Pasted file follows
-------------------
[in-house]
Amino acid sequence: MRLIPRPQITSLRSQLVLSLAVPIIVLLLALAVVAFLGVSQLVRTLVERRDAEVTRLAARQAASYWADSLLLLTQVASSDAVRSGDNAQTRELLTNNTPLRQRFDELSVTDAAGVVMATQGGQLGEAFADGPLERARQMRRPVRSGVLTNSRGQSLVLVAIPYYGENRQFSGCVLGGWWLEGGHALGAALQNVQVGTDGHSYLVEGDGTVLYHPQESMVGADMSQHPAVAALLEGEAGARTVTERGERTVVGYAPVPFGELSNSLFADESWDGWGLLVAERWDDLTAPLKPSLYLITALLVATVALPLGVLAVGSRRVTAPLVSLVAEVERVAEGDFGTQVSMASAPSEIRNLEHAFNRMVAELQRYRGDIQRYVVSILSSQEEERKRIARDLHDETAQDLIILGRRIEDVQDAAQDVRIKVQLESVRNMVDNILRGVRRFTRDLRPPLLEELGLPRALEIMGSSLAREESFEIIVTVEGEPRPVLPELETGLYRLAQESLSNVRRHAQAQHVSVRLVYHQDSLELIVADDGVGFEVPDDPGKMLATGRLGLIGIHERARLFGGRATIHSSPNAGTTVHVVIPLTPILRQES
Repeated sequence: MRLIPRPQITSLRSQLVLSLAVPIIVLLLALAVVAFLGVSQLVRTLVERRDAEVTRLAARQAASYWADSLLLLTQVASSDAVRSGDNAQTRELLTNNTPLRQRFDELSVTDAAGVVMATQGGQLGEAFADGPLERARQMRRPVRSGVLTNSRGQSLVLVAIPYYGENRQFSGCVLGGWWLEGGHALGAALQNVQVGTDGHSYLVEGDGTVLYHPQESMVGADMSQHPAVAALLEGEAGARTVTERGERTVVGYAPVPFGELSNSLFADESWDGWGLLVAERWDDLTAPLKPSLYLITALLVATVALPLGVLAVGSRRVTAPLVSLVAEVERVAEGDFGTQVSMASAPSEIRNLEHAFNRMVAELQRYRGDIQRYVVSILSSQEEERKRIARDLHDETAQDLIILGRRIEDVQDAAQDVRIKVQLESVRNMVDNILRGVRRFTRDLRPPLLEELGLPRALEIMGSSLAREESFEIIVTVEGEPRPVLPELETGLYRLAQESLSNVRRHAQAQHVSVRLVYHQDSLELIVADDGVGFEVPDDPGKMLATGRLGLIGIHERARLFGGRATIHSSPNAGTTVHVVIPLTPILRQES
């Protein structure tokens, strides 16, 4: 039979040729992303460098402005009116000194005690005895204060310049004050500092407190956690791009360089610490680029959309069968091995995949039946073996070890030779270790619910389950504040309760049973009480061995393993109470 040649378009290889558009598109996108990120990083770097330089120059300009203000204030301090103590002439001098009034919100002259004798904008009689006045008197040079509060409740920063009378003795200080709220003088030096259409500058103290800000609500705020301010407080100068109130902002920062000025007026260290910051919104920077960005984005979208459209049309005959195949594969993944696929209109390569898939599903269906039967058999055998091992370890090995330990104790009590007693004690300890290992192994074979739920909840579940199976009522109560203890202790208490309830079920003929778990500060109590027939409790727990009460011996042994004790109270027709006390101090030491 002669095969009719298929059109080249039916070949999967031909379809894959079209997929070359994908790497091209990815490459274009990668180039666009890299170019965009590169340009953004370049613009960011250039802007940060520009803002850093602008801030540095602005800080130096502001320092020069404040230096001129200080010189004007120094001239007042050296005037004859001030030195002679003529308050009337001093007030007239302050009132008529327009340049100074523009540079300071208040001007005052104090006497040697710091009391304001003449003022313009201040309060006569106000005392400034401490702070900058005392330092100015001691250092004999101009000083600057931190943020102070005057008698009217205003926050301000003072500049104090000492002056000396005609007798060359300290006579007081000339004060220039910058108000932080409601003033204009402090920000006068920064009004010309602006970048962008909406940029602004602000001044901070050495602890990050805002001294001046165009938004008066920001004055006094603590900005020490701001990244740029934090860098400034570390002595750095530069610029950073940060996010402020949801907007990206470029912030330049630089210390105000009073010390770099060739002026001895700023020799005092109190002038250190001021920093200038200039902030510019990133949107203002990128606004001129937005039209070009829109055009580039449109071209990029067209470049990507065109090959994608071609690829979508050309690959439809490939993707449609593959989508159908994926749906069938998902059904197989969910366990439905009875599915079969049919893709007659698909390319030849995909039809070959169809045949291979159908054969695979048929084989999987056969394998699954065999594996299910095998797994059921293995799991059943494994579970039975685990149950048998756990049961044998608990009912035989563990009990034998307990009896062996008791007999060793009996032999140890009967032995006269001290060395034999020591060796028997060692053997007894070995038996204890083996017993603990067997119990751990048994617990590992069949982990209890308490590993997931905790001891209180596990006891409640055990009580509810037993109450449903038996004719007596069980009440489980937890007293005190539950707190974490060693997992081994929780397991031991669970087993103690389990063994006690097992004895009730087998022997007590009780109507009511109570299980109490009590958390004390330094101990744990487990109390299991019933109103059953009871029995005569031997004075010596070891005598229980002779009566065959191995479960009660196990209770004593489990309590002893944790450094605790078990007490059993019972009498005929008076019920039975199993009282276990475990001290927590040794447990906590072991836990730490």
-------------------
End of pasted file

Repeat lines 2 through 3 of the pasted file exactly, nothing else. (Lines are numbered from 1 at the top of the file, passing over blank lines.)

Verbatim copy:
Amino acid sequence: MRLIPRPQITSLRSQLVLSLAVPIIVLLLALAVVAFLGVSQLVRTLVERRDAEVTRLAARQAASYWADSLLLLTQVASSDAVRSGDNAQTRELLTNNTPLRQRFDELSVTDAAGVVMATQGGQLGEAFADGPLERARQMRRPVRSGVLTNSRGQSLVLVAIPYYGENRQFSGCVLGGWWLEGGHALGAALQNVQVGTDGHSYLVEGDGTVLYHPQESMVGADMSQHPAVAALLEGEAGARTVTERGERTVVGYAPVPFGELSNSLFADESWDGWGLLVAERWDDLTAPLKPSLYLITALLVATVALPLGVLAVGSRRVTAPLVSLVAEVERVAEGDFGTQVSMASAPSEIRNLEHAFNRMVAELQRYRGDIQRYVVSILSSQEEERKRIARDLHDETAQDLIILGRRIEDVQDAAQDVRIKVQLESVRNMVDNILRGVRRFTRDLRPPLLEELGLPRALEIMGSSLAREESFEIIVTVEGEPRPVLPELETGLYRLAQESLSNVRRHAQAQHVSVRLVYHQDSLELIVADDGVGFEVPDDPGKMLATGRLGLIGIHERARLFGGRATIHSSPNAGTTVHVVIPLTPILRQES
Repeated sequence: MRLIPRPQITSLRSQLVLSLAVPIIVLLLALAVVAFLGVSQLVRTLVERRDAEVTRLAARQAASYWADSLLLLTQVASSDAVRSGDNAQTRELLTNNTPLRQRFDELSVTDAAGVVMATQGGQLGEAFADGPLERARQMRRPVRSGVLTNSRGQSLVLVAIPYYGENRQFSGCVLGGWWLEGGHALGAALQNVQVGTDGHSYLVEGDGTVLYHPQESMVGADMSQHPAVAALLEGEAGARTVTERGERTVVGYAPVPFGELSNSLFADESWDGWGLLVAERWDDLTAPLKPSLYLITALLVATVALPLGVLAVGSRRVTAPLVSLVAEVERVAEGDFGTQVSMASAPSEIRNLEHAFNRMVAELQRYRGDIQRYVVSILSSQEEERKRIARDLHDETAQDLIILGRRIEDVQDAAQDVRIKVQLESVRNMVDNILRGVRRFTRDLRPPLLEELGLPRALEIMGSSLAREESFEIIVTVEGEPRPVLPELETGLYRLAQESLSNVRRHAQAQHVSVRLVYHQDSLELIVADDGVGFEVPDDPGKMLATGRLGLIGIHERARLFGGRATIHSSPNAGTTVHVVIPLTPILRQES